Currently, ESSD cloud disks are available in the following regions and zones:
  • China North 2 Zone G
  • China North 3 Zone A
  • China East 2 Zone E and Zone F
  • China East 1 Zone H and Zone I
  • China South 1 Zone E

On what instance types can I mount ESSD cloud disks?

Currently, ESSD cloud disks can be mounted to 25 GE network instance type families (c5, ic5, g5, r5, and g5se), ECS Bare Metal Instance type families (ebmhfg5, ebmc4, and ebmg5), and heterogeneous computing instance type families (vgn5i, gn6i, gn6v, gn5, gn5i, gn4, ga1, f1, and f3).

What are the common operations that can be performed on a disk?

What is the I/O performance of an SSD cloud disk?

For detailed information, see Block storage performance.

What scenarios are SSD cloud disks suitable for?

SSD cloud disks apply to the following scenarios:
  • I/O-intensive applications, such as MySQL, SQL Server, Oracle, PostgreSQL, and other small and medium-sized relational databases
  • Small and medium-sized development and testing environments

What is I/O optimization? Can I make a standard ECS instance an I/O-optimized instance?

I/O optimization is a means of providing better storage performance for instances. For example, the storage performance of an SSD cloud disk can be optimized by attaching it to an I/O-optimized instance.

ECS instances that are already purchased do not support I/O optimization, and non-I/O-optimized instances cannot be upgraded to I/O-optimized instances.

Can I use an SSD cloud disk to replace an existing basic cloud disk?

No, as SSD cloud disks use SSD storage media, they cannot be used to replace existing basic cloud disks.

How can I purchase an SSD cloud disk? What are the prices of I/O-optimized instances and SSD cloud disks?

For detailed information, see Prices.

What can I do if one or more of my custom images do not support I/O-optimized instances?

If you want to create an I/O-optimized instance from custom images, open a ticket and include details about the image name. If Alibaba Cloud authorizes the requested image type, you can use it to create I/O-optimized instances.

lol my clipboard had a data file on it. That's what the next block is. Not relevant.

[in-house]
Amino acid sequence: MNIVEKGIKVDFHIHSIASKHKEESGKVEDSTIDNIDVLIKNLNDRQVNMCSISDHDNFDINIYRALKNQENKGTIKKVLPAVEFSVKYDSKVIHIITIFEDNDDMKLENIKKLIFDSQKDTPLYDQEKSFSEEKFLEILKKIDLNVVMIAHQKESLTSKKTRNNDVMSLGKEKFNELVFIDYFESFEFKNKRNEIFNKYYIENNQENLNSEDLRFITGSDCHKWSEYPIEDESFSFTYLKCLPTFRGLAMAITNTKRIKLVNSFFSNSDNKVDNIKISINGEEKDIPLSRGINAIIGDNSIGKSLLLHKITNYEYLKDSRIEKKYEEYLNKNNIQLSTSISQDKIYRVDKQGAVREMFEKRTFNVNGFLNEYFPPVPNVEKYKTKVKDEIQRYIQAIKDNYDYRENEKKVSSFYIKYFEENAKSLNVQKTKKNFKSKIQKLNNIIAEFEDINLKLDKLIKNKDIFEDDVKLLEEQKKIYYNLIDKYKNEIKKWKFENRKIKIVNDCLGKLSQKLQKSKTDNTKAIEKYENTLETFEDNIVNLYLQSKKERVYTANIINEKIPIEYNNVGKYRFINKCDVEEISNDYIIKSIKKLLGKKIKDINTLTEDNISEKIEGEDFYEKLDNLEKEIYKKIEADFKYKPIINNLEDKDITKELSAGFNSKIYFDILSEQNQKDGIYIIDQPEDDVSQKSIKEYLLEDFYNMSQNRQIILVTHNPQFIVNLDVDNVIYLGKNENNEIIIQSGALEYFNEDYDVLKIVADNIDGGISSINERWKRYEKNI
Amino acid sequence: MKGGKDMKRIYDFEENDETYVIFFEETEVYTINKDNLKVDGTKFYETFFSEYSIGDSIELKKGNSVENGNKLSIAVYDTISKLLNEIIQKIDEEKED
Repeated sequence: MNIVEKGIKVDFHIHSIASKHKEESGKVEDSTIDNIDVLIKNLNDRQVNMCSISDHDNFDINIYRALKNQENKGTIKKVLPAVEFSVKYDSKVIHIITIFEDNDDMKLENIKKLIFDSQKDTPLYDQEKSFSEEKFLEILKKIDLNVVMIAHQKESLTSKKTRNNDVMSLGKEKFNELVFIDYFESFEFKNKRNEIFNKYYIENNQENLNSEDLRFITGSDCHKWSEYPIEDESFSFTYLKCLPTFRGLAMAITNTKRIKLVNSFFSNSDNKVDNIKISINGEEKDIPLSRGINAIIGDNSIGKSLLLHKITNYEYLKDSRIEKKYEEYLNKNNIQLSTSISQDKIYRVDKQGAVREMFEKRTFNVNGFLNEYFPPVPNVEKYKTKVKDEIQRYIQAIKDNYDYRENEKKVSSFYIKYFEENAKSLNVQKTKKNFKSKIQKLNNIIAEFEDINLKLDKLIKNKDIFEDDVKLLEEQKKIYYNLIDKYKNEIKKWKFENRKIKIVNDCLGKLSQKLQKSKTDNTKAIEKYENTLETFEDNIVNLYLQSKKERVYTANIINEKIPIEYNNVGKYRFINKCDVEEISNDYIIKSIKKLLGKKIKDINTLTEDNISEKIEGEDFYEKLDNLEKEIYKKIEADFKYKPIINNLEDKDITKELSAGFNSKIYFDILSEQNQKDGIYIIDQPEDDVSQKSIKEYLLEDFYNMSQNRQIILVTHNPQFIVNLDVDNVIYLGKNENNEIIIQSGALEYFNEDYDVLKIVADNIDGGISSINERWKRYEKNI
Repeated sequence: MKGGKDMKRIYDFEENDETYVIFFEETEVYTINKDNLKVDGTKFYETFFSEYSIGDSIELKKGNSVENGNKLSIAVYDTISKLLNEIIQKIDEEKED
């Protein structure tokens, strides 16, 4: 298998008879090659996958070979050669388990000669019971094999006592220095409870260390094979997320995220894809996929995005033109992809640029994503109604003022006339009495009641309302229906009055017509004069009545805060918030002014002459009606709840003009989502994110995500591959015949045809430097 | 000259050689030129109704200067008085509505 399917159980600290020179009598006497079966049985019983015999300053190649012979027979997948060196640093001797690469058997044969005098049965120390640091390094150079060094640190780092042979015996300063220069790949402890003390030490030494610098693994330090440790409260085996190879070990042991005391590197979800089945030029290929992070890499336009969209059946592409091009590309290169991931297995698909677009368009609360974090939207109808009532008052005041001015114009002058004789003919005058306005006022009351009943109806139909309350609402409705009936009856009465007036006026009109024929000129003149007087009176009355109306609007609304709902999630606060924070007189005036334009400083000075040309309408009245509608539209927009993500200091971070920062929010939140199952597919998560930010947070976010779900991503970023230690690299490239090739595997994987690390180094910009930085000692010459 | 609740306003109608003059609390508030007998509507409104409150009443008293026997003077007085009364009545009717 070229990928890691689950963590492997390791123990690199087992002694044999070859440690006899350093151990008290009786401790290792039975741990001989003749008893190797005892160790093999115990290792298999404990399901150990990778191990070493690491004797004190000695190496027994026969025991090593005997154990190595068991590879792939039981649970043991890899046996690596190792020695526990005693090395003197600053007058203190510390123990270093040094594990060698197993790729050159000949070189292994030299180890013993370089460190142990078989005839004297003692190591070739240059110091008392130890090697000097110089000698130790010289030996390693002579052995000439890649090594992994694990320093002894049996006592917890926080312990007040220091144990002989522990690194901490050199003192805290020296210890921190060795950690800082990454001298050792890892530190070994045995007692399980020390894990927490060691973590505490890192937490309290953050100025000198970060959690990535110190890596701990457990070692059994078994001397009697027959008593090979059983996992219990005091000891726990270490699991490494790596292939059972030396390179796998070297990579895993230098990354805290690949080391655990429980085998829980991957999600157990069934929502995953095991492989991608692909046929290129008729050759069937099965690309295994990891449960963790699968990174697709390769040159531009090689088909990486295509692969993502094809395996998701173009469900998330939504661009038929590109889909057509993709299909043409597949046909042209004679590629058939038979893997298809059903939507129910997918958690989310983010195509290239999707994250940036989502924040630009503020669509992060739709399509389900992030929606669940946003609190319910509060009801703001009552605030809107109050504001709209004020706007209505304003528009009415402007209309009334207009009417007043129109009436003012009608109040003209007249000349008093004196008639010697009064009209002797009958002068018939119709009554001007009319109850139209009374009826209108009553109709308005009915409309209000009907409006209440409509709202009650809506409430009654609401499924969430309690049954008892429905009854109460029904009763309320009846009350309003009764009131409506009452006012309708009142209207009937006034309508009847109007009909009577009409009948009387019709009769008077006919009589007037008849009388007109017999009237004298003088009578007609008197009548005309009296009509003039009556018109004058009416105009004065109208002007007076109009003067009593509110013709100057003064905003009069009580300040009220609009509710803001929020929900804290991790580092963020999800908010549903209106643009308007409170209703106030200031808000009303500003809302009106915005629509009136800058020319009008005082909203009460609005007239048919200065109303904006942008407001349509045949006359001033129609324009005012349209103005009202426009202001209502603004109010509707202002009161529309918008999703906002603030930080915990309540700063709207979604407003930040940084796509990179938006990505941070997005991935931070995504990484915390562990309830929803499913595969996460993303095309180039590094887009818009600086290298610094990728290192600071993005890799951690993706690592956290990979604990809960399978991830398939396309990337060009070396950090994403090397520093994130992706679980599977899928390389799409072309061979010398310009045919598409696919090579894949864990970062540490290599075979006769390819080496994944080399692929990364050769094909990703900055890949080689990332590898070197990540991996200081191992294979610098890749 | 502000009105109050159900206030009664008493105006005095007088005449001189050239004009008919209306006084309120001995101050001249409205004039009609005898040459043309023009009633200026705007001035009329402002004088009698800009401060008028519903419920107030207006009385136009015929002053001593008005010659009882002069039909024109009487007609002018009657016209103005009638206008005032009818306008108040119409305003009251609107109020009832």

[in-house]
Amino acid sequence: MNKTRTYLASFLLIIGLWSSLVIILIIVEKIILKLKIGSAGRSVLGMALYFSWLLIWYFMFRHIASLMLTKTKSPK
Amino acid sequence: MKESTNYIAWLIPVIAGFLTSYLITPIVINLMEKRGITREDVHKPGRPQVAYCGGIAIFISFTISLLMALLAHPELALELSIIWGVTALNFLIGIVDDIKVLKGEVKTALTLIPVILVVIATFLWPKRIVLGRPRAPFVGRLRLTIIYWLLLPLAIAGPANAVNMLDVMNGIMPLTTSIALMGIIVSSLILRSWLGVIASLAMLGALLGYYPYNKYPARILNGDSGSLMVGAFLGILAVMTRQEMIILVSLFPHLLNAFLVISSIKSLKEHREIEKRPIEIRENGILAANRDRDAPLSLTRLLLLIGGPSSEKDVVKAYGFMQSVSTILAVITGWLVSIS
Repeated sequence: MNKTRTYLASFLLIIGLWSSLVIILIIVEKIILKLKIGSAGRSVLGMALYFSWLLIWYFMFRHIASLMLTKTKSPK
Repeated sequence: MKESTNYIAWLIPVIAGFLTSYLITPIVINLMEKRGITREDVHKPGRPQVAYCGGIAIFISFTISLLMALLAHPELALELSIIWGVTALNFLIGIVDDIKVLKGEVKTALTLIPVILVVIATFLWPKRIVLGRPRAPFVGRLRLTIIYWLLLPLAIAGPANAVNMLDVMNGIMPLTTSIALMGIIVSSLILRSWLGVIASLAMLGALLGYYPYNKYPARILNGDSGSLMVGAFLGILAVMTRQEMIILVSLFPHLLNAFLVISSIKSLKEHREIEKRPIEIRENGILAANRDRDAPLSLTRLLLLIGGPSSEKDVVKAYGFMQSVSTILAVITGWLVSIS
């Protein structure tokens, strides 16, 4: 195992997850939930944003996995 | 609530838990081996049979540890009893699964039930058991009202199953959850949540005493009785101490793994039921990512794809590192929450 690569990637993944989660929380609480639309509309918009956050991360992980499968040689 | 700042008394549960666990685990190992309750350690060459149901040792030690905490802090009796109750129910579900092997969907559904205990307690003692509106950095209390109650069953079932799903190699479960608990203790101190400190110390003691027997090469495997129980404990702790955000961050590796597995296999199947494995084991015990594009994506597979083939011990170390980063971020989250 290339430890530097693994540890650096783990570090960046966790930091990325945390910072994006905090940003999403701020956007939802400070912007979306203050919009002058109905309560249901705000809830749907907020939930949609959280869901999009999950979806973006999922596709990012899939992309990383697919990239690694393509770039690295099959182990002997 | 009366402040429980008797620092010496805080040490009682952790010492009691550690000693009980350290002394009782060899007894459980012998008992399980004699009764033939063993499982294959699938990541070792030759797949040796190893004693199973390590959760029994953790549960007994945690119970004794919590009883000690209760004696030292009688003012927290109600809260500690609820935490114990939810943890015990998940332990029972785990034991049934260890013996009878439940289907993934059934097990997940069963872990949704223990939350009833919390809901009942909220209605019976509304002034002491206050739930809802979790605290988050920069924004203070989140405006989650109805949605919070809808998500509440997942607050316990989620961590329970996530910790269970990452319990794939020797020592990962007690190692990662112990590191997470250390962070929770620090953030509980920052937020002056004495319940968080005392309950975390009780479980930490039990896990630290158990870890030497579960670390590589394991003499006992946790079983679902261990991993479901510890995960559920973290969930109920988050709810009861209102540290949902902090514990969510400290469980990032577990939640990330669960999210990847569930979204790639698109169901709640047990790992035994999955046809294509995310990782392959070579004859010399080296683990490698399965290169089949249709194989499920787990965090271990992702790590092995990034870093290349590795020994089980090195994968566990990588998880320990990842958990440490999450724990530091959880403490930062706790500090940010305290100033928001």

Can I upgrade the SSD cloud disk after I purchase it?

Yes, an SSD cloud disk can be upgraded and resized.

Why did my Linux system report an error when I attempted to mount an SSD cloud disk to an I/O-optimized instance?

The mount point for SSD cloud disks in the Linux system is /dev/vdx, whereas the mount point for basic cloud disks is /dev/xvdx. If you use the original tool script for basic cloud disks to mount SSD cloud disks, an error will occur. To resolve this issue, we recommend that you enter the mount point /dev/vdx when you manually mount an SSD cloud disk.

Why does my instance shut down when I use FIO to test I/O performance?

The FIO tool supports I/O performance testing on the bare disk partition or on the file system. However, if you directly test bare disk partitions, the metadata in the bare disk partition may be damaged, meaning that you may be unable to access related files. This will cause the instance to shut down. This problem does not occur when you use the FIO file system to test I/O performance.

What test tools and methods can I use to evaluate the performance of my block storage?

For detailed information, see Block storage performance.

What is Shared Block Storage?

ECS Shared Block Storage is a data block-level storage device that supports concurrent reads/writes by multiple ECS instances. It features a high level of concurrency, performance, and reliability. A single Shared Block Storage device can be attached to a maximum of eight ECS instances at the same time.

What are the benefits of Shared Block Storage?